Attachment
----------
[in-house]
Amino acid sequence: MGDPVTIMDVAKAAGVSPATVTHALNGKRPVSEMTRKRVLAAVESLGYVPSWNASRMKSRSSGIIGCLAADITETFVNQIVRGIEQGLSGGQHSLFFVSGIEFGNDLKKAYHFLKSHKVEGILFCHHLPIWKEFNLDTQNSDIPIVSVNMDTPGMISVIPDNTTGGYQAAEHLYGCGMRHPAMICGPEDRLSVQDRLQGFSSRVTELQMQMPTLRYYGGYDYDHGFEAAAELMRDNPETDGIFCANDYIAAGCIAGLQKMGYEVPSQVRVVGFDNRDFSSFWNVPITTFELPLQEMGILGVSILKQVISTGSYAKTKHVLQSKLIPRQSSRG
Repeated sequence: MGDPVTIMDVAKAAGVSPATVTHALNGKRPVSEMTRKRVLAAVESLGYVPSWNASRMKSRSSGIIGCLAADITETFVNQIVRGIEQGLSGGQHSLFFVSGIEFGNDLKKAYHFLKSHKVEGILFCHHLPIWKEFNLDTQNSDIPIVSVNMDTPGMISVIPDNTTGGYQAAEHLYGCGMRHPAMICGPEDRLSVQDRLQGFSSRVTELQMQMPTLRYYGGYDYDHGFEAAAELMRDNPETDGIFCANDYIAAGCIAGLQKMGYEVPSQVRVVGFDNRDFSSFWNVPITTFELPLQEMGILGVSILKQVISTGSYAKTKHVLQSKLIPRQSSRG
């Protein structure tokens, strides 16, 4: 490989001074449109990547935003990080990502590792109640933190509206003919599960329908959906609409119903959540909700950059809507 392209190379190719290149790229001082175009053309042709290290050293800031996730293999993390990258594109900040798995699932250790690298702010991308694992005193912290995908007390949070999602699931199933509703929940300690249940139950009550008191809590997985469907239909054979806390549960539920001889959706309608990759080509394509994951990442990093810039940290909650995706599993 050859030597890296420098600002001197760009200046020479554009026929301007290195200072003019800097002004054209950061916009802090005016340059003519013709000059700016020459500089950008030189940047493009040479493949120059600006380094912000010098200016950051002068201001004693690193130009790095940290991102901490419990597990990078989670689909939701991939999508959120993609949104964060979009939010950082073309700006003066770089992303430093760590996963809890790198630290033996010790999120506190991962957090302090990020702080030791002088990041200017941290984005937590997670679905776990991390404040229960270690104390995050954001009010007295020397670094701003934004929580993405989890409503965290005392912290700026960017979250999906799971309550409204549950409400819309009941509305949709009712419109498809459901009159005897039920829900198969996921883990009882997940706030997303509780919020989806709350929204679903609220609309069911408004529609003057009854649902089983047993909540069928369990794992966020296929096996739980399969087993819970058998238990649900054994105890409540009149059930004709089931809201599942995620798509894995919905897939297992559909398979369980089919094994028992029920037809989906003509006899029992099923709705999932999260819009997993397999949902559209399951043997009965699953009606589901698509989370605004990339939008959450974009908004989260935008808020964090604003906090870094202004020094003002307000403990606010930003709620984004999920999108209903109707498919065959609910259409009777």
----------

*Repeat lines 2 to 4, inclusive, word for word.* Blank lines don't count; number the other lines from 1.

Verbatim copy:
Amino acid sequence: MGDPVTIMDVAKAAGVSPATVTHALNGKRPVSEMTRKRVLAAVESLGYVPSWNASRMKSRSSGIIGCLAADITETFVNQIVRGIEQGLSGGQHSLFFVSGIEFGNDLKKAYHFLKSHKVEGILFCHHLPIWKEFNLDTQNSDIPIVSVNMDTPGMISVIPDNTTGGYQAAEHLYGCGMRHPAMICGPEDRLSVQDRLQGFSSRVTELQMQMPTLRYYGGYDYDHGFEAAAELMRDNPETDGIFCANDYIAAGCIAGLQKMGYEVPSQVRVVGFDNRDFSSFWNVPITTFELPLQEMGILGVSILKQVISTGSYAKTKHVLQSKLIPRQSSRG
Repeated sequence: MGDPVTIMDVAKAAGVSPATVTHALNGKRPVSEMTRKRVLAAVESLGYVPSWNASRMKSRSSGIIGCLAADITETFVNQIVRGIEQGLSGGQHSLFFVSGIEFGNDLKKAYHFLKSHKVEGILFCHHLPIWKEFNLDTQNSDIPIVSVNMDTPGMISVIPDNTTGGYQAAEHLYGCGMRHPAMICGPEDRLSVQDRLQGFSSRVTELQMQMPTLRYYGGYDYDHGFEAAAELMRDNPETDGIFCANDYIAAGCIAGLQKMGYEVPSQVRVVGFDNRDFSSFWNVPITTFELPLQEMGILGVSILKQVISTGSYAKTKHVLQSKLIPRQSSRG
């Protein structure tokens, strides 16, 4: 490989001074449109990547935003990080990502590792109640933190509206003919599960329908959906609409119903959540909700950059809507 392209190379190719290149790229001082175009053309042709290290050293800031996730293999993390990258594109900040798995699932250790690298702010991308694992005193912290995908007390949070999602699931199933509703929940300690249940139950009550008191809590997985469907239909054979806390549960539920001889959706309608990759080509394509994951990442990093810039940290909650995706599993 050859030597890296420098600002001197760009200046020479554009026929301007290195200072003019800097002004054209950061916009802090005016340059003519013709000059700016020459500089950008030189940047493009040479493949120059600006380094912000010098200016950051002068201001004693690193130009790095940290991102901490419990597990990078989670689909939701991939999508959120993609949104964060979009939010950082073309700006003066770089992303430093760590996963809890790198630290033996010790999120506190991962957090302090990020702080030791002088990041200017941290984005937590997670679905776990991390404040229960270690104390995050954001009010007295020397670094701003934004929580993405989890409503965290005392912290700026960017979250999906799971309550409204549950409400819309009941509305949709009712419109498809459901009159005897039920829900198969996921883990009882997940706030997303509780919020989806709350929204679903609220609309069911408004529609003057009854649902089983047993909540069928369990794992966020296929096996739980399969087993819970058998238990649900054994105890409540009149059930004709089931809201599942995620798509894995919905897939297992559909398979369980089919094994028992029920037809989906003509006899029992099923709705999932999260819009997993397999949902559209399951043997009965699953009606589901698509989370605004990339939008959450974009908004989260935008808020964090604003906090870094202004020094003002307000403990606010930003709620984004999920999108209903109707498919065959609910259409009777």